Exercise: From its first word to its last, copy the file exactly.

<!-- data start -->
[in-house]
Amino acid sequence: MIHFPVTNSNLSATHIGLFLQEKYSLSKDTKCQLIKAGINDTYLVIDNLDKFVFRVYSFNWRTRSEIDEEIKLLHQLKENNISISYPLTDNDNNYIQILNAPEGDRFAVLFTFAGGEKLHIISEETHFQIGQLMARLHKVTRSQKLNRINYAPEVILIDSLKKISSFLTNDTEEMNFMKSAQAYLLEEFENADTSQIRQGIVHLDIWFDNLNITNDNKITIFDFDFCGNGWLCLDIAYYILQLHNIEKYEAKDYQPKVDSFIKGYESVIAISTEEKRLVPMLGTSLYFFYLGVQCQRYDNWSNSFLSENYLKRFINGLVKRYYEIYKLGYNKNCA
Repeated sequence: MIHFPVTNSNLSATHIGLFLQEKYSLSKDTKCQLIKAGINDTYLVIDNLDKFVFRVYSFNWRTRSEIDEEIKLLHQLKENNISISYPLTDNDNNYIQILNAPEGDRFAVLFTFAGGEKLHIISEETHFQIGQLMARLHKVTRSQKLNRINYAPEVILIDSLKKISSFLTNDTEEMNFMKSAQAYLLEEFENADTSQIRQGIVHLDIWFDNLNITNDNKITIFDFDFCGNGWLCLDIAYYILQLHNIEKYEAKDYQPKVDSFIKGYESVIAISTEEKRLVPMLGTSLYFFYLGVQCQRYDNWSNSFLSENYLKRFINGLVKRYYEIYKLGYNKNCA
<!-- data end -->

[in-house]
Amino acid sequence: MIHFPVTNSNLSATHIGLFLQEKYSLSKDTKCQLIKAGINDTYLVIDNLDKFVFRVYSFNWRTRSEIDEEIKLLHQLKENNISISYPLTDNDNNYIQILNAPEGDRFAVLFTFAGGEKLHIISEETHFQIGQLMARLHKVTRSQKLNRINYAPEVILIDSLKKISSFLTNDTEEMNFMKSAQAYLLEEFENADTSQIRQGIVHLDIWFDNLNITNDNKITIFDFDFCGNGWLCLDIAYYILQLHNIEKYEAKDYQPKVDSFIKGYESVIAISTEEKRLVPMLGTSLYFFYLGVQCQRYDNWSNSFLSENYLKRFINGLVKRYYEIYKLGYNKNCA
Repeated sequence: MIHFPVTNSNLSATHIGLFLQEKYSLSKDTKCQLIKAGINDTYLVIDNLDKFVFRVYSFNWRTRSEIDEEIKLLHQLKENNISISYPLTDNDNNYIQILNAPEGDRFAVLFTFAGGEKLHIISEETHFQIGQLMARLHKVTRSQKLNRINYAPEVILIDSLKKISSFLTNDTEEMNFMKSAQAYLLEEFENADTSQIRQGIVHLDIWFDNLNITNDNKITIFDFDFCGNGWLCLDIAYYILQLHNIEKYEAKDYQPKVDSFIKGYESVIAISTEEKRLVPMLGTSLYFFYLGVQCQRYDNWSNSFLSENYLKRFINGLVKRYYEIYKLGYNKNCA